It is imprtant to stay hydrated. Read more here to find out why and how.
Did you know that on average, over half of your body weight is water? Water plays a very important role in helping your body to work, bu tnot drinking enough water is a very common problem for older adults.
The thirst sensation decreases as we age, which means older adults may not notice that they are thirsty. Adequate fluid intake is therefore essential. Water helps eliminate waste from your body, it can help prevent urinary tract infections and constipation, and it can help reduce stress on kidney function. Water also helps to keep our internal body temperature stable. Water is perhaps the most important nutrient to help keep your body’s cells, tissues,and organs running smoothly.
Hydration needs differ based on several factors – age, gender, activity level,environmental temperature, and humidity levels. As a general rule of thumb, men need about 13 cups (104 oz) of fluids daily and women need about 9 cups (72 oz).
What counts as “fluids”?
The good news is we can consume these fluids in our beverages and foods. Many foods,especially fruits and vegetables like watermelon, strawberries, cucumber, and lettuce, can contain up to 90% water. Our food intake typically accounts for about 20% of our daily water intake. Additionally, although caffeinated beverages should not make up a major portion, they can contribute toward your fluid goals.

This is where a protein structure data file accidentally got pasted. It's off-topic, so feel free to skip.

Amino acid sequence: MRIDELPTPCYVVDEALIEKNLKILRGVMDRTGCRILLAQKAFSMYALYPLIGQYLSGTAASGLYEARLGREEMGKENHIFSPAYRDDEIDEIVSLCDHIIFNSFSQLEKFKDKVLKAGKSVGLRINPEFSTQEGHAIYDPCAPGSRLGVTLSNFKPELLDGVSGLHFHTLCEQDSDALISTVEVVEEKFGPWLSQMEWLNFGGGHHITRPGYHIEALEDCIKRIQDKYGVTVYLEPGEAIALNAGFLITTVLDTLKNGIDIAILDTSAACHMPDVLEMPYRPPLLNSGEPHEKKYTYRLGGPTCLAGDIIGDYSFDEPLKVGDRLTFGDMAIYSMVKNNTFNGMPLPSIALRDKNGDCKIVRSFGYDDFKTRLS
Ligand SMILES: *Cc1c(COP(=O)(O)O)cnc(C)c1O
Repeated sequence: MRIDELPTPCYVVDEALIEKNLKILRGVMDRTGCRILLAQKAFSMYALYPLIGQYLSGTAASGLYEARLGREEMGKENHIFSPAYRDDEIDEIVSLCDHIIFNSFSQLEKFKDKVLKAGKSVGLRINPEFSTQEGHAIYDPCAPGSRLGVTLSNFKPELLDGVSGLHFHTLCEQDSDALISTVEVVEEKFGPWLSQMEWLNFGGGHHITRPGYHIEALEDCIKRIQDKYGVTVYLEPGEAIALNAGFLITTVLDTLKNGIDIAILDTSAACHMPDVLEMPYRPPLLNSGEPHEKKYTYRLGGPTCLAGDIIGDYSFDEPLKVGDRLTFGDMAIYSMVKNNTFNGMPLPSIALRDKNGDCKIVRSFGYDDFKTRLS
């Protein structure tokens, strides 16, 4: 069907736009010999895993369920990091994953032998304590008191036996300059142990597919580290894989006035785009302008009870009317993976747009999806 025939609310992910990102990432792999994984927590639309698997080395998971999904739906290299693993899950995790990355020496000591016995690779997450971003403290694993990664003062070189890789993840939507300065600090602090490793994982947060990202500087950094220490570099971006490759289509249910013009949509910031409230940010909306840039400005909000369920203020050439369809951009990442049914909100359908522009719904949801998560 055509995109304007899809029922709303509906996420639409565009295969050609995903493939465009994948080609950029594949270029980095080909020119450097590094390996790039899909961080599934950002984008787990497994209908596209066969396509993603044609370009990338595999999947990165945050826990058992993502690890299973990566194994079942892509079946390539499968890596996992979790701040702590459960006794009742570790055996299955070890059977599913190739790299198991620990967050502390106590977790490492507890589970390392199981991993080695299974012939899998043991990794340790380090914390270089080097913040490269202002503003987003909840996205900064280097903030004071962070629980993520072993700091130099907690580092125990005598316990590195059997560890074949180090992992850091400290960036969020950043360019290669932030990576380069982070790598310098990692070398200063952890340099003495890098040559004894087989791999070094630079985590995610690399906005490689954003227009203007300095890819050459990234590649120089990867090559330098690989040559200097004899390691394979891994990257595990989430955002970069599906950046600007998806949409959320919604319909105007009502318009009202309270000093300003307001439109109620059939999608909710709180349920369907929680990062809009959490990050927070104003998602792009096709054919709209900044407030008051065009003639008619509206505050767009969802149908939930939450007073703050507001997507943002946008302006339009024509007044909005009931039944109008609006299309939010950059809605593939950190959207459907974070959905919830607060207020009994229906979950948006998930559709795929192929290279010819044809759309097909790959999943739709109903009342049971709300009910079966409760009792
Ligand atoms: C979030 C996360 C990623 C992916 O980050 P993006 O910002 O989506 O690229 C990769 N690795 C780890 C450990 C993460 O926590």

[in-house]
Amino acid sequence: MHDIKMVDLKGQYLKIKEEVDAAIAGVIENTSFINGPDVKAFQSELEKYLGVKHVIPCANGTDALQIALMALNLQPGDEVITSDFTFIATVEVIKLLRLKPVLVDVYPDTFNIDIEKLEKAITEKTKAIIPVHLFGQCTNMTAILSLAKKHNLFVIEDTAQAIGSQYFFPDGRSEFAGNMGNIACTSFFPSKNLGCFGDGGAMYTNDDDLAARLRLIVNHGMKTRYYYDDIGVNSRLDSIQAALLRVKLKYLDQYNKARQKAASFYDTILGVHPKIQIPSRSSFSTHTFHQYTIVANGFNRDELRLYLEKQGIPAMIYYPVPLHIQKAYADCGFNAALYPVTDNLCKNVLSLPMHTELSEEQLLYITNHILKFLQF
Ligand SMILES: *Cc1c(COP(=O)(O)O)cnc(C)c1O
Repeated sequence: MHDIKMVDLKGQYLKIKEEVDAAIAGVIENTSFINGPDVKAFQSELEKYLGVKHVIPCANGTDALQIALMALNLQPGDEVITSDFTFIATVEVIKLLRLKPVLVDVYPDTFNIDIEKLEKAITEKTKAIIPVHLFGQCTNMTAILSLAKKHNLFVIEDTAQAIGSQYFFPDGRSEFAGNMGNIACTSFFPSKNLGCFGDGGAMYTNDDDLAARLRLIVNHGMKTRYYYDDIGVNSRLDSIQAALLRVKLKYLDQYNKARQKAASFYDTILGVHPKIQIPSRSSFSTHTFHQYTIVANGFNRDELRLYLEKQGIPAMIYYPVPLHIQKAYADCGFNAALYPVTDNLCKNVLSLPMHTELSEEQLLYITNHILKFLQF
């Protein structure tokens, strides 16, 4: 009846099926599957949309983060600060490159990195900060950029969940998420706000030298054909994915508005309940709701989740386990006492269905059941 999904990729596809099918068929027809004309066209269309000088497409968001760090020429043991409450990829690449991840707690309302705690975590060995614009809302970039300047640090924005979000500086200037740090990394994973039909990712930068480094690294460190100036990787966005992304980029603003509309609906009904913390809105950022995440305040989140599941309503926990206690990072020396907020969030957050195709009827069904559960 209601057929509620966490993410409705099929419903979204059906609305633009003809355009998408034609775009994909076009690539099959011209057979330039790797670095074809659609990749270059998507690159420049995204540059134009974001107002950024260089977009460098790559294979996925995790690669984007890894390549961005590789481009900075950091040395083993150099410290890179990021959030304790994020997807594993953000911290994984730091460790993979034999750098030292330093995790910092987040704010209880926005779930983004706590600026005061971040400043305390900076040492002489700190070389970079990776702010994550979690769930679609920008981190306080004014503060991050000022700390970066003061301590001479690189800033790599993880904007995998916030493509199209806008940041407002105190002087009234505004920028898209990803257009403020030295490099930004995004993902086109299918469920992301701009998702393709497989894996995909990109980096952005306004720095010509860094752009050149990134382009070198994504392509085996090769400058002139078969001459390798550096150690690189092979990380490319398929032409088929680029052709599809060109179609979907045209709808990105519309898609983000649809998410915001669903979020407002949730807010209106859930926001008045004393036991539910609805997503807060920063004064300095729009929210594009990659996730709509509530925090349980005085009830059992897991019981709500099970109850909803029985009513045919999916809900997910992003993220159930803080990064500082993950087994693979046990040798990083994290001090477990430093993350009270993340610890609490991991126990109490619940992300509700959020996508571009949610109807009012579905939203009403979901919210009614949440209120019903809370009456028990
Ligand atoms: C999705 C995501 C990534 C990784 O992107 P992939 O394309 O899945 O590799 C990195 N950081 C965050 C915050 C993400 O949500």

How do I know if I’m hydrated?
As a general rule of thumb, if you’re drinking enough water so that you rarely feel thirsty throughout the day, and your urine is consistently a pale yellow color, you’re likely hydrated well. If your urine is dark yellow or apple juice-colored,reach for that glass of water!
Older adults are at greater risk for becoming dehydrated if they are not able to sense thirst or, more likely, may be hesitant to drink out of fear of needing to go to the bathroom. It is important to recognize the warning signs of dehydration.
Signs of Dehydration
· Dry mouth, flushed skin, fatigue and headache
· Increased body temperature, breathing and pulse rate
· Dizziness, weakness and impaired breathing with activity
· Hunger (our bodies sometimes mistake dehydration for hunger)
Here are some tips to stay hydrated all day:
• Have a glass of tea, milk, or juice with your meals
• Drink a glass of water at regular times during the day, such as when you take your medicine
• Take a sip of water as you pass a water fountain!
• Choose a cup of yogurt or a piece of fruit for an afternoon snack
• Drink water before and after being outside on a hot or cold day
• Add a lime or lemon to a tall glass of ice water for a flavor twist
Don’t wait until you feel thirsty to drink – enjoy water all day!